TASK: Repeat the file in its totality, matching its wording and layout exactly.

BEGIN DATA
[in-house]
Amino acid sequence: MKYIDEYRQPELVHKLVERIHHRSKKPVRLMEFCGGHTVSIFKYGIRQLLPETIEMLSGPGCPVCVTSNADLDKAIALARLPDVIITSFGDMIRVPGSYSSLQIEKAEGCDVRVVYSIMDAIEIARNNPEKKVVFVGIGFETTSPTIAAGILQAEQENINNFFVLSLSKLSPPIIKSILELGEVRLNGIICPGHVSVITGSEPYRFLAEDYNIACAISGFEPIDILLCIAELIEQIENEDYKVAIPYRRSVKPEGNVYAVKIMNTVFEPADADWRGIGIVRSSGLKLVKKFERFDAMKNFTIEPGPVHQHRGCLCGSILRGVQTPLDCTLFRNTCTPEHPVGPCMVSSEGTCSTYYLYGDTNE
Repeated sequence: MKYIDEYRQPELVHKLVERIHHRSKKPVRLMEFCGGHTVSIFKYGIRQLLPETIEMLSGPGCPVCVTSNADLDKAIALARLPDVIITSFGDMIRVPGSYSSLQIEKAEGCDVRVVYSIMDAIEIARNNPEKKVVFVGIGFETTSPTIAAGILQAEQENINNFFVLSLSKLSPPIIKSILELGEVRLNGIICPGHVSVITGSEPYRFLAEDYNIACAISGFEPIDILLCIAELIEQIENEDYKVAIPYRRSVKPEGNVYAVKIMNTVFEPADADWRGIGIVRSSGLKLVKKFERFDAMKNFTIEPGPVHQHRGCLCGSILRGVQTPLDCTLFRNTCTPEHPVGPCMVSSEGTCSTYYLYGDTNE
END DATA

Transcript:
[in-house]
Amino acid sequence: MKYIDEYRQPELVHKLVERIHHRSKKPVRLMEFCGGHTVSIFKYGIRQLLPETIEMLSGPGCPVCVTSNADLDKAIALARLPDVIITSFGDMIRVPGSYSSLQIEKAEGCDVRVVYSIMDAIEIARNNPEKKVVFVGIGFETTSPTIAAGILQAEQENINNFFVLSLSKLSPPIIKSILELGEVRLNGIICPGHVSVITGSEPYRFLAEDYNIACAISGFEPIDILLCIAELIEQIENEDYKVAIPYRRSVKPEGNVYAVKIMNTVFEPADADWRGIGIVRSSGLKLVKKFERFDAMKNFTIEPGPVHQHRGCLCGSILRGVQTPLDCTLFRNTCTPEHPVGPCMVSSEGTCSTYYLYGDTNE
Repeated sequence: MKYIDEYRQPELVHKLVERIHHRSKKPVRLMEFCGGHTVSIFKYGIRQLLPETIEMLSGPGCPVCVTSNADLDKAIALARLPDVIITSFGDMIRVPGSYSSLQIEKAEGCDVRVVYSIMDAIEIARNNPEKKVVFVGIGFETTSPTIAAGILQAEQENINNFFVLSLSKLSPPIIKSILELGEVRLNGIICPGHVSVITGSEPYRFLAEDYNIACAISGFEPIDILLCIAELIEQIENEDYKVAIPYRRSVKPEGNVYAVKIMNTVFEPADADWRGIGIVRSSGLKLVKKFERFDAMKNFTIEPGPVHQHRGCLCGSILRGVQTPLDCTLFRNTCTPEHPVGPCMVSSEGTCSTYYLYGDTNE